As the #Coronavirus continues to surge, many employers are being forced to make additional reductions to their workforce via layoffs and furloughs.
While many are familiar with what being laid-off means, the previously less-common furlough may not be as well understood. So what does furlough mean for your job security, your rights and your benefits if you are furloughed by your employer?
We'll break this concept down for you so you can be aware of all this and more...
A furlough is a mandatory, unpaid, temporary leave of absence from work. Unlike a layoff, which is a permanent termination, a furlough places your job on hold in the hopes that you will be able to return at a later date determined by your employer.
Furloughs have become increasingly common during the Coronavirus, as many employers are using furlough in anticipation of returning to business post-pandemic. Currently, furloughed workers comprise 59.5% of all unemployed workers. In June alone, 10.6 million workers were temporarily laid off, down from a peak of 18.1 furloughed workers million in April, according to the U.S. Labor Department.
Being furloughed can feel just as devastating as being laid off. You won't be paid for a time, and that lack of income will likely have negative impacts on your life. The difference to employers is that they can save time and money on hiring new workers once they're able to afford their payroll costs, but the difference to you today may not feel as relevant.
The thing to remember is that a furlough basically hits the pause button on your employment. Even if you find and move on to new work within that time, the added security of employment waiting for you (plus the benefits you may keep during furlough) separates those who are furloughed from those who are laid off, in the end.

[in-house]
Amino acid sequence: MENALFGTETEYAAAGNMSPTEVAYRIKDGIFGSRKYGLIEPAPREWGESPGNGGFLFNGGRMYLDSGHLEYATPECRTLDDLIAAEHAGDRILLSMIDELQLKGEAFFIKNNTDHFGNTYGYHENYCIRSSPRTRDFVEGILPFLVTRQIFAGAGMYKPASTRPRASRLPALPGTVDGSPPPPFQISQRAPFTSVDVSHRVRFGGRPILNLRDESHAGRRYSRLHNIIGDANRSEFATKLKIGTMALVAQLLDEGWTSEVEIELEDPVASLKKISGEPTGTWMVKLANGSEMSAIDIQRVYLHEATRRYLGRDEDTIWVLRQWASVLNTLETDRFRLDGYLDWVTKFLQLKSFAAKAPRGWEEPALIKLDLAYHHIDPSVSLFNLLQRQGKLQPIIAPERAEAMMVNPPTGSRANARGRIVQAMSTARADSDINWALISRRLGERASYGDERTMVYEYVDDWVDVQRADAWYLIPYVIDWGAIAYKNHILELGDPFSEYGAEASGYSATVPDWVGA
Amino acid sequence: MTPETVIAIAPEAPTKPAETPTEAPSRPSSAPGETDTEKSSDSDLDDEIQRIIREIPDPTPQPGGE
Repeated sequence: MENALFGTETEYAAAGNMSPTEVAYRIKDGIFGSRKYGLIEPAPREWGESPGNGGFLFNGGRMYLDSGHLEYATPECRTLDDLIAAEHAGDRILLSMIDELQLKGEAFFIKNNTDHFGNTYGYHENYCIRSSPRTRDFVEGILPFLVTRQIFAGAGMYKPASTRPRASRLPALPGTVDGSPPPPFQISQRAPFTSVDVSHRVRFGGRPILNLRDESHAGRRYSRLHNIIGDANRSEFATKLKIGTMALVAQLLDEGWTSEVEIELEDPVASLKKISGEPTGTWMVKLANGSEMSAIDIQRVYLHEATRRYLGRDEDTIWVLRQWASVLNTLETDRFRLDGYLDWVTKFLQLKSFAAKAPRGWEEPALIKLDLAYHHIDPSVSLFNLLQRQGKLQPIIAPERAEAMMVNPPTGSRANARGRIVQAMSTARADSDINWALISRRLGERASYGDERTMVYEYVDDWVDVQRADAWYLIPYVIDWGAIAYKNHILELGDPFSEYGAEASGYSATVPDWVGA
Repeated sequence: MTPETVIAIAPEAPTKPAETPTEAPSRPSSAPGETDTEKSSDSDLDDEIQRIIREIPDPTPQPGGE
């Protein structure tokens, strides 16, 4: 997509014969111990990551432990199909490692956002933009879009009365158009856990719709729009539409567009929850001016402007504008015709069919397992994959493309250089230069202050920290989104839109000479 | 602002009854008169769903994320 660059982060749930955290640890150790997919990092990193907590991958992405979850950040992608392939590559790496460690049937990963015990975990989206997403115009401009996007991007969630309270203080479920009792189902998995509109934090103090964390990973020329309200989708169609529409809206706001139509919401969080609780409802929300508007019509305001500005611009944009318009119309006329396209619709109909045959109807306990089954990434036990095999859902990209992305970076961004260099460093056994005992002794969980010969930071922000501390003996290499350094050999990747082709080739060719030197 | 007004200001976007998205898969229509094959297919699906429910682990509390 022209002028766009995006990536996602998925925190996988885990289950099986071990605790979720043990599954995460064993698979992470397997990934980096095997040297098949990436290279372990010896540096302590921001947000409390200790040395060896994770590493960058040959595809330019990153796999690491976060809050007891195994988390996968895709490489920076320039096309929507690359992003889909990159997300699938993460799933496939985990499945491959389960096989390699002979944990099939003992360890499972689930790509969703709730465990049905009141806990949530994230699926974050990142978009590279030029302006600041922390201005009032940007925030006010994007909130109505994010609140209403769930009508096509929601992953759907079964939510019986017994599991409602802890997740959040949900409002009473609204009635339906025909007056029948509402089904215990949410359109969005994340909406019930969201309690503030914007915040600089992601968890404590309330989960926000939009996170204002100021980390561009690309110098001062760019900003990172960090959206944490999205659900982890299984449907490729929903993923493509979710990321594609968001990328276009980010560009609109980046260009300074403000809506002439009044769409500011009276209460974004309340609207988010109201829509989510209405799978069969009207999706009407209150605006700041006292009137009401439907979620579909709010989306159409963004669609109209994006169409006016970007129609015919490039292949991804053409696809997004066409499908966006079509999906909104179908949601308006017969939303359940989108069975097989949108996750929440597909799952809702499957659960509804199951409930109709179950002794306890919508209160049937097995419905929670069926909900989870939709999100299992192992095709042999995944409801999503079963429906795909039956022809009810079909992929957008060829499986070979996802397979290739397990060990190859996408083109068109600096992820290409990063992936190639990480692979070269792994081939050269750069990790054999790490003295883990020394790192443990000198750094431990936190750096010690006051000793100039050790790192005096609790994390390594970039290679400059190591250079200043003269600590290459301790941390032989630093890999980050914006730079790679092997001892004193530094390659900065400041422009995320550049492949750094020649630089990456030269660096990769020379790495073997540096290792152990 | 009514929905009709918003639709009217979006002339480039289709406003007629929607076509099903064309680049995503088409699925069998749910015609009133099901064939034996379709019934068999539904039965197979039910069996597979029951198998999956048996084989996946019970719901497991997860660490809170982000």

You are still an employee of the company, unlike someone who was laid off. Ideally, you will be brought back in your original role or position at the same rate of pay. You also have the right to look for temporary work while furloughed, which does not jeopardize your ability to be rehired after the business recovers, so long as you do not accept a new position at a new employer.
Furloughs can go on for as long as the company feels necessary and do not have a set timeline, which can be unsettling. But you are entitled to certain rights and benefits during the interim...
During a furlough, you will not be paid. And because you will not be paid, you are not allowed to partake in any work for your company or employer—they may even revoke access to your work email or deactivate your badge or keys, as businesses are legally obligated to pay employees who break the “no work” rule. These rules are strictly enforced by employers.
Yes, most companies who have furloughed workers are continuing their health care plans, according to Human Resource professionals and labor attorneys. However, it will depend on your employer and its policies. Be sure to check with your individual company and ask when they communicate the terms of your furlough plan.
Yes, you are eligible to collect unemployment benefits and should file on the very first day you are furloughed.
It's important to note that the difference between a furlough and a layoff does not affect your unemployment eligibility and should not impact your claim.
As unemployment benefits vary on a state-by-state basis, make sure to check with your individual state. Nationally though, many waiting periods have been waived due to the ongoing pandemic.
The goal and intent are for you to come back to the same position in the future. Employers often do not specify an end date to a furlough until they are ready to re-open fully. It’s important to remember that many furloughed workers are not able to access their work emails during furlough, so make sure to remain in communication with your HR department or manager directly should the furlough period be shortened or extended.
What tips would you give to someone under furlough now? Share your advice in the comments below...